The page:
For example, when someone speaks in a raised voice and a faster cadence, from your personal experience it may mean that the person is angry and might become aggressive. In response to this, you become defensive and ready to fight back or run. From the speaker’s point of view, it is their way to show interest and passion about the topic, and not about attacking the person they are speaking to.
Our fear has helped mankind to survive millions of years. But when misdirected, it creates stress for ourselves and others. We miss out on opportunities for growth. When we encounter a new person, thing, event, or environment, take a moment and ask yourself, is this fear real or imagined?
Steps to overcome fear successfully in a new culture
Whether you are in a new country, city, community, company, or even department, being in a new environment can be daunting. Here are a few suggestions on how you can overcome the sense of fear and anxiety in a new culture.
Start with your personal interest or with the familiar.
One great place to start is to consider your personal interest. Do you enjoy running? Hiking? Knitting? Or reading?
Most places will have local groups or communities that are of similar interests. Seek out others who share a common ground and connect with others on a common topic. From there, you can turn a conversation of mutual interest with an acquaintance to become a friend who can provide advice and guidance in the new culture.
A leader I once knew, from the boomer generation, had a team of young millennials. Despite the generation gap, the leader spent time and effort to connect with their millennial employees by discussing and sharing news about their mutual interest, K-Pop bands. While misunderstandings do arise, the mutual interest of K-Pop bands helped to maintain a strong team spirit.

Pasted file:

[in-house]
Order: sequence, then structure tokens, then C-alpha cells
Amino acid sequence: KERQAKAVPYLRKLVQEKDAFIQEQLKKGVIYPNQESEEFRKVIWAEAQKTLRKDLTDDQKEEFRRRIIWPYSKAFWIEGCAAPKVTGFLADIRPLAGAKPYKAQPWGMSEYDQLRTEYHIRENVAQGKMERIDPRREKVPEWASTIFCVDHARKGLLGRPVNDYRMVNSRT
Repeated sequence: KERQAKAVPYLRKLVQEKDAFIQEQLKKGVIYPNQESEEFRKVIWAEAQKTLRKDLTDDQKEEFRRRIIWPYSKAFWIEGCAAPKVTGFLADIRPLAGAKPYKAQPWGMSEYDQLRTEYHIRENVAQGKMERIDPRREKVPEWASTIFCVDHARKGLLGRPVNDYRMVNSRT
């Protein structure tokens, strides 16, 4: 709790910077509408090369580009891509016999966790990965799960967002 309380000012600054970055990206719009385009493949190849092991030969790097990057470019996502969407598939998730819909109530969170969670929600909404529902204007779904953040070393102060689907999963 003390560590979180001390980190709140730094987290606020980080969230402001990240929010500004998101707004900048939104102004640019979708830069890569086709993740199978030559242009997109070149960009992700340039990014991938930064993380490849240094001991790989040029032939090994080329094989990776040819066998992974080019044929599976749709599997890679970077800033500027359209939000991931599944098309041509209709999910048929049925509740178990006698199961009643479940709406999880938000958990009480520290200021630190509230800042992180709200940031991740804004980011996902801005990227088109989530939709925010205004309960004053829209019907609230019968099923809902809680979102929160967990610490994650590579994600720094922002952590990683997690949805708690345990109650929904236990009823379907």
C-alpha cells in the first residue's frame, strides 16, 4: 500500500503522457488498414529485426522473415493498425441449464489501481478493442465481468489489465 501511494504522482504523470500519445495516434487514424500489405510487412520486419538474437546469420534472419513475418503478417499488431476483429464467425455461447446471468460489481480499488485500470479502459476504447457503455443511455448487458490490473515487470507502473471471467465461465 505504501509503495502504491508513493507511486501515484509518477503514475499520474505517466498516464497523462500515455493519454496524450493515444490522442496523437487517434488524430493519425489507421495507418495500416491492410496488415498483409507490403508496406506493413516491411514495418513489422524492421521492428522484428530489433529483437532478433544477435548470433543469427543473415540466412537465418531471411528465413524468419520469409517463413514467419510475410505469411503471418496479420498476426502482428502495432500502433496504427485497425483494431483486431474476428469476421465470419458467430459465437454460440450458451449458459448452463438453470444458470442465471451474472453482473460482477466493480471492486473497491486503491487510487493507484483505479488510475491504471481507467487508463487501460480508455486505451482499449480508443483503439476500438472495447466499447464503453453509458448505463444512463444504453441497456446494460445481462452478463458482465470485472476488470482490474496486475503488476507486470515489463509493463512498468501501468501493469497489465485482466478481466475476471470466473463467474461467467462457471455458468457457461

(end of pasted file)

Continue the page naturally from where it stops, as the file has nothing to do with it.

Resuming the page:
Pick small and low-risk activities.
Big changes can be a shock to the system, so much so that it may create a tremendous level of fear and anxiety. This may prevent you from engaging even in the smallest of activities. When in a new culture, pick activities that have minor consequences on yourself, your career or your relationships.
It could be trying a new restaurant or a new cuisine. Taking a different route to work. Sitting on a different seat in the office pantry. In social situations, it could mean meeting up for coffee rather than for happy hour with your new colleague, date or an acquaintance. When you get into the habit of trying new and low-risk activities often, it will slowly stretch your comfort zone and help to gain the confidence to trying higher-risk activities eventually.
Reframe the situation
Fear comes from our learned way of thinking and perceiving a situation. For example, skydiving or a bungee jump can be life-threatening. But for many, these activities are seen as exciting, thrilling and some have become addicted to these activities. It’s not because they do not feel the same sensations. It is because the way they view these activities is different.
When you find yourself in a new situation, reframe by saying to yourself that this activity is “exciting, challenging, courageous”. When we practice reframing often, confidence will grow. When you look back at all the news things you’ve tried, you’d be amazed at your accomplishments.
It is normal to feel fear.
But if we let it run our lives, it will be detrimental to our well-being, our performance at work, isolates ourselves from others, and prevents us from living a fulfilling life. When fear does arise, examine it and determine if it’s a real or imagined fear. Take small steps to confront it and prove that you no longer let fear control your life. Finally, with every successful confrontation, take the time to celebrate, for you have become more confident, resilient, and more open to new worlds.
Ling Ling, Tai
Ling Ling is a seasoned Learning and Development Professional with a passion for supporting leaders and teams in leveraging diversity, increasing intercultural awareness, and cultivating inclusive workplaces. Her lifelong work spans across 21 countries and across various industries such as manufacturing, technology, travel and non-profit. Having lived and worked in 6 countries, she believes that openness, compassion and inclusion creates thriving and engaging workplaces.